Kew Field - the start of Kew Gardens
Kew Field - the origins of the estate at Kew - was once a single
large strip-farmed field that began to change gradually, from around
1600 into the more regular enclosed fields shown on the 1730s map
of the St André estate. Prior to this, between 1500 and 1550,
the house of Kew Park had been built into Kew Field's northeast
corner and its estate extended from there.
The Kew Park estate changed hands several times through the 16th
century, settling with Sir Richard Bennett in the first half of
the 17th century. His daughter, Dorothy Bennett, inherited the estate.
She married Sir Henry Capel, and it was the Capel family who developed
the first famous gardens in Kew Park.
The Capels lived at Kew Park (later calling it the White House)
during the latter half of the 17th century. The 1730 map shows the
house and gardens occupying a small area south of the Dutch House.
The design was of small walled gardens and formal courtyards flanking
the house, with the land outside used for agriculture. The map also
shows that the Capel estate (by now named St André due to
Elizabeth Capel’s remarriage) extended south for about two
thirds of the length of today's gardens.
Records of the time declare that Sir Henry Capel and “the
whole Capel family were famously devoted to gardening ... it was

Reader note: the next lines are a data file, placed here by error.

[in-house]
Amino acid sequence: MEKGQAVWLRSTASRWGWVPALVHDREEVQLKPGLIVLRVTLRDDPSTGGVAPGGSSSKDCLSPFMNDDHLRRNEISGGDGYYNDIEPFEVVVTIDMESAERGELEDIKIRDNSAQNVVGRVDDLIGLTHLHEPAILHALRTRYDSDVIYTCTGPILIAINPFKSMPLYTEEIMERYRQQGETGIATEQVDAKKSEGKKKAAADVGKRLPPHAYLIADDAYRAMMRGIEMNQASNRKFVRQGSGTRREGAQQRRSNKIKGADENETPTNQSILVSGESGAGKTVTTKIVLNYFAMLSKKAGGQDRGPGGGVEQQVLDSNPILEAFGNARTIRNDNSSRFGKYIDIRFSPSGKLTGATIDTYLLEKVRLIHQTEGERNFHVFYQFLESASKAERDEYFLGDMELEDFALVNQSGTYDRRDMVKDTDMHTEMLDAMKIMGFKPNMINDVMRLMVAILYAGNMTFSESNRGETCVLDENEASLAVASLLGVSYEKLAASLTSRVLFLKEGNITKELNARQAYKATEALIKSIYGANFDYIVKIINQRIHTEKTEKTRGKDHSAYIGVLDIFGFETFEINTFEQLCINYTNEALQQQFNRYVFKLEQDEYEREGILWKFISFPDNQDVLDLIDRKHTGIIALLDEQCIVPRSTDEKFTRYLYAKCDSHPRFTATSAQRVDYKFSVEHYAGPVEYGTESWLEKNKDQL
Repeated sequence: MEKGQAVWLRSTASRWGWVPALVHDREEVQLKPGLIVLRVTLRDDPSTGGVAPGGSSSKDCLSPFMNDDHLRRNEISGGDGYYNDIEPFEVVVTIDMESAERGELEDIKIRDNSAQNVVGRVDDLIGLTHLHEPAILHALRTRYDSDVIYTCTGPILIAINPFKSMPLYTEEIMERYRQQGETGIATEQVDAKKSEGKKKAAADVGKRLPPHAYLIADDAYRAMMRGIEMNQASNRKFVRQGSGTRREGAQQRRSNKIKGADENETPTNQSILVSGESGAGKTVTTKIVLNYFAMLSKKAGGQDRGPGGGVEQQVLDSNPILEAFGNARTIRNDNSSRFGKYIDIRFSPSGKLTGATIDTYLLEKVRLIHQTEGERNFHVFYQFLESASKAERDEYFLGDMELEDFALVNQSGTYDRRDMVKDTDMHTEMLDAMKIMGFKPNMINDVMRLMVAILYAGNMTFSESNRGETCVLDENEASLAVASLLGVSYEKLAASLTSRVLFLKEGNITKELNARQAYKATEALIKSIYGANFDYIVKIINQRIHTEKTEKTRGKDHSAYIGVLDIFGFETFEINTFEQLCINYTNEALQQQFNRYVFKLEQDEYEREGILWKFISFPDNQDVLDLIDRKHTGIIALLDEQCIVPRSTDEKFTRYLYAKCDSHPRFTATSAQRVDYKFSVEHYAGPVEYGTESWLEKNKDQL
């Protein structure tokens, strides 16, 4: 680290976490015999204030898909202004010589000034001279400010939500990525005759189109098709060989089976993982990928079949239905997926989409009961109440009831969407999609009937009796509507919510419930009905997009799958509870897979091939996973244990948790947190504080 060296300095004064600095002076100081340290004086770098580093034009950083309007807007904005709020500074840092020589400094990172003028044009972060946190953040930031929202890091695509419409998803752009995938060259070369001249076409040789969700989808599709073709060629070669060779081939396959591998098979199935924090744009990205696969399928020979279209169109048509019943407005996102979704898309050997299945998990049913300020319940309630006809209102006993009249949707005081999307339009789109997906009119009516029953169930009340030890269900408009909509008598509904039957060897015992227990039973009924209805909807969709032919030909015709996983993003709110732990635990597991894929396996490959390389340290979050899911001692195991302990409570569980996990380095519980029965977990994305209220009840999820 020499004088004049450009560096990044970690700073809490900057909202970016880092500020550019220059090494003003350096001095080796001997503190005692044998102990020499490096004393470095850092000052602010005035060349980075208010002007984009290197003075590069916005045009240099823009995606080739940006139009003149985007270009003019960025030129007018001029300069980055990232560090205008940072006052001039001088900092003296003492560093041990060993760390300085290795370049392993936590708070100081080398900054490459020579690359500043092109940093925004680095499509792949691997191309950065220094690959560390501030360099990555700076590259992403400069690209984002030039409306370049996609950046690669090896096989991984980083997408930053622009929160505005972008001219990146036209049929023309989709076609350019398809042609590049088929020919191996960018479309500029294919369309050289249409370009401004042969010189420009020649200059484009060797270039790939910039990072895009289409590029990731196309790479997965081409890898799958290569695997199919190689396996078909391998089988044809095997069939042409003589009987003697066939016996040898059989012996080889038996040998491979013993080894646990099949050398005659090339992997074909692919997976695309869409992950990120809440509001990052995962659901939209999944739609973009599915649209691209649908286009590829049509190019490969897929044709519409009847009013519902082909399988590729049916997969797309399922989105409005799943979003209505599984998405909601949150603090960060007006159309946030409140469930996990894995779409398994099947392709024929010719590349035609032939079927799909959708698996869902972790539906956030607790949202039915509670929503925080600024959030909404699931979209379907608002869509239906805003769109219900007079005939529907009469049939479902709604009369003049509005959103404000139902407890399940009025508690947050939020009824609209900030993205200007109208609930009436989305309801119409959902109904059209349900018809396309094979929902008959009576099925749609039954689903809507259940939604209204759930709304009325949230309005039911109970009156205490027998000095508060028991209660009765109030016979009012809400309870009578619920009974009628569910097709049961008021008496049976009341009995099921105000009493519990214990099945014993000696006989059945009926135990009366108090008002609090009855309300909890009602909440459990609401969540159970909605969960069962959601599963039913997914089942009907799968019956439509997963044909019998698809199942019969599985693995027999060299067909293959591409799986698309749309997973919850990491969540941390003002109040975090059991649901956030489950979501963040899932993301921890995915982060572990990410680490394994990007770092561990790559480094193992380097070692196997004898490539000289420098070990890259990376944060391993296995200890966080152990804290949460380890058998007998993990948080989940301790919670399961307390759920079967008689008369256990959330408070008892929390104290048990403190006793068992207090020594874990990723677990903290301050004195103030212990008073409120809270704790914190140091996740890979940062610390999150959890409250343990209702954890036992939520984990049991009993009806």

close to an obsession”. The gardens were widely admired,
especially for their greenhouses, trees and exotic plants.
The diarist and author John Evelyn (1620-1706) was also a keen
botanist and landscape designer. A regular visitor to Kew Park,
he noted in 1678, “Hence I went to my worthy friend Sir
Henry Capel ... his garden certainly has the choicest fruit of any
plantation in England, as he is the most industrious and understanding
in it”. In 1683 he commented on the “cupola
made with pole work between two elms at the end of a walk, which
being covered by plashing the trees to them ... very pretty”.
In 1688 Evelyn recorded that Capel’s “orangerie
and myretum are most beautiful and perfectly well kept. He is contriving
very high palisadoes of reedes to shade his oranges during the summer
and painting those reedes in oil”.
Back to: 16th
& 17th Centuries: Royal Influences